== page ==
Dry Eyeballs, Loose Heads & Dental Hygiene

Imagine my surprise when I was revising a manuscript for approximately the eighty billionth time (rounding to the nearest eighty billion) and discovered far too many characters with dry eyeballs, loose heads, and preoccupations with advertising their dental hygiene. Yeah, it was quite a shock. Here’s how it happened….

I was minding my own business, polishing my manuscript for submission, when I made the fateful move. I used Word’s “Find” function (CTRL+F) to hunt for stare and staring. Those two words weren’t just spicing up my manuscript. They were drying out my characters’ eyes and quite possibly giving them somewhat psychotic appearances. I mean, jeez, do characters really need to stare 60 different times in a 50,000-word story?

Delete. Revise. Administer eye drops.

Next I checked their heads. CTRL+F. Nod. Thirty-one times!?!?

Delete. Revise. Send characters to chiropractor.

I sat back and breathed a satisfied sigh. My story was tighter. Stronger. Ready for—

What’s the deal with Grandpa Willy’s teeth?

Sure, my story has a quirky step-grandpa whose default facial expression is a smile. But do I always have to tell the reader about it? How many smiles and grins can there be before someone notices a piece of spinach stuck between my character’s front teeth? (When I discovered three characters combining for five smiles on a single page, I knew I had a problem.)

Delete. Revise. Floss.

I found myself on Wordle (www.wordle.net), which highlights frequently used words by creating a “word cloud” for a section of text. The more often a word is used, the larger it appears in the cloud. I pasted in all 50,000 words of my story.

Wordle: smile & nod
[Wordle “word cloud” for this blog post.]

The next thing I knew, overused words and descriptions flew from my manuscript like chickens fleeing a feather-pillow factory. Good-bye then (minus 47). Adios just (minus 46). Ciao look (minus 22) and glance (minus 40).

Five days and about 12 hours of revising later, I was done. And you know that 50,000-word story I mentioned? It’s down to less than 49,000. And those words that got deleted? Haven’t missed a single one. It’s enough to make a guy smile and nod. But now I might not tell you that’s what I’m doing.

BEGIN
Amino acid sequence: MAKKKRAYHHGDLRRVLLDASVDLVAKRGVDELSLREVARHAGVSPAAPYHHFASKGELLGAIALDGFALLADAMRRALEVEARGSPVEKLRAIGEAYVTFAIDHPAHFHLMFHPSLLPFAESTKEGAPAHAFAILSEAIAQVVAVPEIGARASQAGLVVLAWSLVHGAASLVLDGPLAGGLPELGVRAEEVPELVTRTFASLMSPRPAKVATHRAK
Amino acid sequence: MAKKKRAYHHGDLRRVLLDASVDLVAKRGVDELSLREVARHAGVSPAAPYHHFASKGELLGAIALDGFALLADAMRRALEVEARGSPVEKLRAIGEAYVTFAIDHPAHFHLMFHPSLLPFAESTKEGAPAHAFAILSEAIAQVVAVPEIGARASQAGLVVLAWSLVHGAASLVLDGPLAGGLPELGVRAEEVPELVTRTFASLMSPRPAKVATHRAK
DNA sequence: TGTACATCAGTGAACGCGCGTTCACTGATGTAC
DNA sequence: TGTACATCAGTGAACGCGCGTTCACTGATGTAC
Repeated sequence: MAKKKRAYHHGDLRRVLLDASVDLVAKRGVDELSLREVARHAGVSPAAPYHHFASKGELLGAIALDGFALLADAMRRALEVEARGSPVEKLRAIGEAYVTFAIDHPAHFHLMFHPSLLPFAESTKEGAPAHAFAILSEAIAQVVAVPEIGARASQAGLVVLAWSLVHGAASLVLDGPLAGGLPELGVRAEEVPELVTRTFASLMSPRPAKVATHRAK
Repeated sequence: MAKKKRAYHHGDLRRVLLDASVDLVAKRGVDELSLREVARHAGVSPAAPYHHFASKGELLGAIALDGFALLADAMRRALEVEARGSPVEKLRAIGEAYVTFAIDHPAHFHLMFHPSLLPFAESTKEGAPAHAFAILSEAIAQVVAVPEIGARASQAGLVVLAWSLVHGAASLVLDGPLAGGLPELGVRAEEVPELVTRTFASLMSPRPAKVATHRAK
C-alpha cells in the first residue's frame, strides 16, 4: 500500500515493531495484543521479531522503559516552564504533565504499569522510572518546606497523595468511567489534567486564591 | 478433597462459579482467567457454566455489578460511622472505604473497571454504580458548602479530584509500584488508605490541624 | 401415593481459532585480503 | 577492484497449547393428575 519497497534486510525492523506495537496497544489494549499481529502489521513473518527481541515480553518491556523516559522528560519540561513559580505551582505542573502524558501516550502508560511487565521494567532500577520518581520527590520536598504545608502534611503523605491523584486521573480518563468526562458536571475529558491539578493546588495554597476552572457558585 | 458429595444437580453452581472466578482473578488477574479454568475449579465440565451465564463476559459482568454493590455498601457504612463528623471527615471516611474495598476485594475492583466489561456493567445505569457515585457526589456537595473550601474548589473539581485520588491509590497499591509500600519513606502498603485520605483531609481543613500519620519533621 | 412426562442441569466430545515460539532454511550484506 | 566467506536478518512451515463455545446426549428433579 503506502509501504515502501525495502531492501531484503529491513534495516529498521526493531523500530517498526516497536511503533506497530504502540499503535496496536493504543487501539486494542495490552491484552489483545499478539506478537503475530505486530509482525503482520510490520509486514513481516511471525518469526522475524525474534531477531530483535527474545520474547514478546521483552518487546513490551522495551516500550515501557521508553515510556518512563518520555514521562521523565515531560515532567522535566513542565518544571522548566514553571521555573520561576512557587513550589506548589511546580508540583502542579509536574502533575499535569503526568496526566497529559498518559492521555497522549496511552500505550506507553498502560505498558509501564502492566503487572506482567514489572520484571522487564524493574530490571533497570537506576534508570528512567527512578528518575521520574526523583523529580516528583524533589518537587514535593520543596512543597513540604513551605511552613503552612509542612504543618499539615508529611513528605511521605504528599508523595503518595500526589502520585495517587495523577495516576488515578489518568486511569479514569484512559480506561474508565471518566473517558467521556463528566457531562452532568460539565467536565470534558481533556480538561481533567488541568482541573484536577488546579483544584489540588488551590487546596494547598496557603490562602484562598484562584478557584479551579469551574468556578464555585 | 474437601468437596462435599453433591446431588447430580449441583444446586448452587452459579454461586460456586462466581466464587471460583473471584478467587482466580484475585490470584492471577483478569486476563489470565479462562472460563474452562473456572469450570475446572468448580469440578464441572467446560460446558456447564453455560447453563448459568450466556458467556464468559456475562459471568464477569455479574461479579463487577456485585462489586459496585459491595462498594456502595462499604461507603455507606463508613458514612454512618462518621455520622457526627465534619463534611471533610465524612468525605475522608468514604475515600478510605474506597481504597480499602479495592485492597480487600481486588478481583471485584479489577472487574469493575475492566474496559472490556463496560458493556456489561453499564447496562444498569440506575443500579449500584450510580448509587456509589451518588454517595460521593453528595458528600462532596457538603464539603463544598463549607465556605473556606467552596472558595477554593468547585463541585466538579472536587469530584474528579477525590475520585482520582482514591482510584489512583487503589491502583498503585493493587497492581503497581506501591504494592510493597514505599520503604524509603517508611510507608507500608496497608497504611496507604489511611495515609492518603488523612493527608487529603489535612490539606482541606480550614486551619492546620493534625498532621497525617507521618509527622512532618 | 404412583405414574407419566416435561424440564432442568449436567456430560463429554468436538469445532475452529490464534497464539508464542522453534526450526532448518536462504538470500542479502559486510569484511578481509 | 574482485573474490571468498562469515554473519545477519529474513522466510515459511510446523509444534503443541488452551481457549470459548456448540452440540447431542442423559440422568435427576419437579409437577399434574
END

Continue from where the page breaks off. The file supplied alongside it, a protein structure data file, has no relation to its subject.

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So…any overused words or descriptions you’ve uncovered in your own writing? Any tricks you’ve found useful in dealing with them? Share your thoughts and insights below.

7 responses to “Dry Eyeballs, Loose Heads & Dental Hygiene

  1. T. P. Jagger

    I might have to add sigh to my search-and-destroy list, too. . . . I enjoyed reading your full blog response, and your “Samantha Sutton” series looks great!

  2. Hilarious post! And yeah, I have a whole list of words I have to watch for and do searches on when I’m revising . . . not just weak words, but *pet* words we tend to overuse without realizing how much we use them!

  3. T. P. Jagger

    Yes, you should definitely check out Wordle–it’s a pretty cool way to get a glimpse of what words creep into your manuscript the most. Obviously, character names will be prevalent, but beyond that you may find some surprises. (Wordle ignores words like and and the.) Glad you found that tidbit useful! 🙂

  4. Thanks, I’d never heard of Wordle, but it sounds like a great one to try out! My characters do tend to stare at each other a lot. Wouldn’t it be nice it we could make up some new synonyms for some of these words?

  5. Very helpful and it’s good to know I’m not the only one. Other problem words to look for are character names. Too often a character name shows up on every other line. If your writing flows in a logical progression, most of these can also be tossed.

  6. T. P. Jagger

    Glad I’m not alone, Michele! In a new manuscript I’m working on, I’m making a list of potentially overused words and descriptions. And that list sure is longer than I thought it would be!

  7. Very clever, TP! You are not alone. I am also guilty of too many looks, smiles, nods, and stares. And my characters are too 🙂